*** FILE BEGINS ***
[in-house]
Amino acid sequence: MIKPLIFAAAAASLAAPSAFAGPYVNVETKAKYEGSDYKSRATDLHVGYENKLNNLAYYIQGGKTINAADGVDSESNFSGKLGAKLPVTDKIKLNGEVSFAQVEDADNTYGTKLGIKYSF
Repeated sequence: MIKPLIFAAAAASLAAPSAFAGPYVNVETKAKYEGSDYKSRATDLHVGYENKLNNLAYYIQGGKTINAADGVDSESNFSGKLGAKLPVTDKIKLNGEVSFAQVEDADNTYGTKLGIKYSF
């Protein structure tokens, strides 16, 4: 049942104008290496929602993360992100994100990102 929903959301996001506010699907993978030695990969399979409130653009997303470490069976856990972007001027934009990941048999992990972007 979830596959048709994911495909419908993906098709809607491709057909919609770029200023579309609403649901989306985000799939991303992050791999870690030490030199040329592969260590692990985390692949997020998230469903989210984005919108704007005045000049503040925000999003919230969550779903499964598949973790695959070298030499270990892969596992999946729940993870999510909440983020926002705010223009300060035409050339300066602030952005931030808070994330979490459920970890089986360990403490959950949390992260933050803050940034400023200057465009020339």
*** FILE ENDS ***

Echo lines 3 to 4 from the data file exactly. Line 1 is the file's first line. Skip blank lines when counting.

Repeated sequence: MIKPLIFAAAAASLAAPSAFAGPYVNVETKAKYEGSDYKSRATDLHVGYENKLNNLAYYIQGGKTINAADGVDSESNFSGKLGAKLPVTDKIKLNGEVSFAQVEDADNTYGTKLGIKYSF
């Protein structure tokens, strides 16, 4: 049942104008290496929602993360992100994100990102 929903959301996001506010699907993978030695990969399979409130653009997303470490069976856990972007001027934009990941048999992990972007 979830596959048709994911495909419908993906098709809607491709057909919609770029200023579309609403649901989306985000799939991303992050791999870690030490030199040329592969260590692990985390692949997020998230469903989210984005919108704007005045000049503040925000999003919230969550779903499964598949973790695959070298030499270990892969596992999946729940993870999510909440983020926002705010223009300060035409050339300066602030952005931030808070994330979490459920970890089986360990403490959950949390992260933050803050940034400023200057465009020339």